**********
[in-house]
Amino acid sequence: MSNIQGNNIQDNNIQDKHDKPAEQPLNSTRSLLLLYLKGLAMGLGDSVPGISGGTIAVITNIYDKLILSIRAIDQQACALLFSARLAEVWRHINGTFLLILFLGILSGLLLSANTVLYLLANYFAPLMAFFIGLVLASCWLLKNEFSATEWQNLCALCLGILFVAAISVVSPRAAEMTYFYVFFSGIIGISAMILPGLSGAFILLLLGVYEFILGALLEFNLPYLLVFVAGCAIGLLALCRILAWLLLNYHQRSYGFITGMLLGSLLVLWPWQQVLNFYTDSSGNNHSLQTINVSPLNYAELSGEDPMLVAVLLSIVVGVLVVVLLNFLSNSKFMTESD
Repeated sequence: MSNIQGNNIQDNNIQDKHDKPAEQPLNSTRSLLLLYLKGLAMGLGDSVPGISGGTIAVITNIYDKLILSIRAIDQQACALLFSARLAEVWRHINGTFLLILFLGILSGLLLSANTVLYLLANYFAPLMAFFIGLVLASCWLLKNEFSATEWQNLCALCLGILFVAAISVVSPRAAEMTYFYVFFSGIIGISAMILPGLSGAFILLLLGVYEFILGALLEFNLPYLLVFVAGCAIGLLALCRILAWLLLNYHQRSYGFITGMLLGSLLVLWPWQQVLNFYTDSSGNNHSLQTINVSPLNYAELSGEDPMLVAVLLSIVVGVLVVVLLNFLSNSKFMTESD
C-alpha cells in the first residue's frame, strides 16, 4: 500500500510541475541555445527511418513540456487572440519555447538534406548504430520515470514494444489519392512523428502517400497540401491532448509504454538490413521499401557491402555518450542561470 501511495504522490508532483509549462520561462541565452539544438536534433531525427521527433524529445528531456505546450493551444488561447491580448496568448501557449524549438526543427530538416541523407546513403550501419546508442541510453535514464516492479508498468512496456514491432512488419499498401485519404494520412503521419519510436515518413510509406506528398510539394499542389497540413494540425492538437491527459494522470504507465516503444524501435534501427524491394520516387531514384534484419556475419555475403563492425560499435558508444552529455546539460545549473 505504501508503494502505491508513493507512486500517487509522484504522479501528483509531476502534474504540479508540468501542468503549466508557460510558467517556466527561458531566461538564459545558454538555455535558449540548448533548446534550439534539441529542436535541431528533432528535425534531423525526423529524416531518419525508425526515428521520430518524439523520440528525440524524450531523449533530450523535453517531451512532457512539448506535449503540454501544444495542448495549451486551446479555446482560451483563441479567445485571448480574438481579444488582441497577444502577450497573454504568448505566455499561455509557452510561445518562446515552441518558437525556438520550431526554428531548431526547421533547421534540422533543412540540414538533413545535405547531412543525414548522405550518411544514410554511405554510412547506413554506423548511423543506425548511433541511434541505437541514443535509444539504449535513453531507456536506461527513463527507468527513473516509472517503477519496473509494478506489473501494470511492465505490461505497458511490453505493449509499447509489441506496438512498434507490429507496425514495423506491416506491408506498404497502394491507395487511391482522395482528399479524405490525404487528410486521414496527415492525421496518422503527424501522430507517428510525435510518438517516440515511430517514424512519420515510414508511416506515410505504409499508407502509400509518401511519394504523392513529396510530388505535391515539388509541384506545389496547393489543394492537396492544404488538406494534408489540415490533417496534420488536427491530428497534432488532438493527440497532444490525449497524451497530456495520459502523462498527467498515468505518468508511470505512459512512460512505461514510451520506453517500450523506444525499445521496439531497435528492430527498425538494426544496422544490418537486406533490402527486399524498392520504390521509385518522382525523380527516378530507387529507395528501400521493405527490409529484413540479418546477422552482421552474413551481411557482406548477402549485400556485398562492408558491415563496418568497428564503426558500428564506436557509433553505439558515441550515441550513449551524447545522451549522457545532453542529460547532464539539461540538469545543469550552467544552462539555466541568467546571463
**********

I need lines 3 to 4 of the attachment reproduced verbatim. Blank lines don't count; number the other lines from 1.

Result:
Repeated sequence: MSNIQGNNIQDNNIQDKHDKPAEQPLNSTRSLLLLYLKGLAMGLGDSVPGISGGTIAVITNIYDKLILSIRAIDQQACALLFSARLAEVWRHINGTFLLILFLGILSGLLLSANTVLYLLANYFAPLMAFFIGLVLASCWLLKNEFSATEWQNLCALCLGILFVAAISVVSPRAAEMTYFYVFFSGIIGISAMILPGLSGAFILLLLGVYEFILGALLEFNLPYLLVFVAGCAIGLLALCRILAWLLLNYHQRSYGFITGMLLGSLLVLWPWQQVLNFYTDSSGNNHSLQTINVSPLNYAELSGEDPMLVAVLLSIVVGVLVVVLLNFLSNSKFMTESD
C-alpha cells in the first residue's frame, strides 16, 4: 500500500510541475541555445527511418513540456487572440519555447538534406548504430520515470514494444489519392512523428502517400497540401491532448509504454538490413521499401557491402555518450542561470 501511495504522490508532483509549462520561462541565452539544438536534433531525427521527433524529445528531456505546450493551444488561447491580448496568448501557449524549438526543427530538416541523407546513403550501419546508442541510453535514464516492479508498468512496456514491432512488419499498401485519404494520412503521419519510436515518413510509406506528398510539394499542389497540413494540425492538437491527459494522470504507465516503444524501435534501427524491394520516387531514384534484419556475419555475403563492425560499435558508444552529455546539460545549473 505504501508503494502505491508513493507512486500517487509522484504522479501528483509531476502534474504540479508540468501542468503549466508557460510558467517556466527561458531566461538564459545558454538555455535558449540548448533548446534550439534539441529542436535541431528533432528535425534531423525526423529524416531518419525508425526515428521520430518524439523520440528525440524524450531523449533530450523535453517531451512532457512539448506535449503540454501544444495542448495549451486551446479555446482560451483563441479567445485571448480574438481579444488582441497577444502577450497573454504568448505566455499561455509557452510561445518562446515552441518558437525556438520550431526554428531548431526547421533547421534540422533543412540540414538533413545535405547531412543525414548522405550518411544514410554511405554510412547506413554506423548511423543506425548511433541511434541505437541514443535509444539504449535513453531507456536506461527513463527507468527513473516509472517503477519496473509494478506489473501494470511492465505490461505497458511490453505493449509499447509489441506496438512498434507490429507496425514495423506491416506491408506498404497502394491507395487511391482522395482528399479524405490525404487528410486521414496527415492525421496518422503527424501522430507517428510525435510518438517516440515511430517514424512519420515510414508511416506515410505504409499508407502509400509518401511519394504523392513529396510530388505535391515539388509541384506545389496547393489543394492537396492544404488538406494534408489540415490533417496534420488536427491530428497534432488532438493527440497532444490525449497524451497530456495520459502523462498527467498515468505518468508511470505512459512512460512505461514510451520506453517500450523506444525499445521496439531497435528492430527498425538494426544496422544490418537486406533490402527486399524498392520504390521509385518522382525523380527516378530507387529507395528501400521493405527490409529484413540479418546477422552482421552474413551481411557482406548477402549485400556485398562492408558491415563496418568497428564503426558500428564506436557509433553505439558515441550515441550513449551524447545522451549522457545532453542529460547532464539539461540538469545543469550552467544552462539555466541568467546571463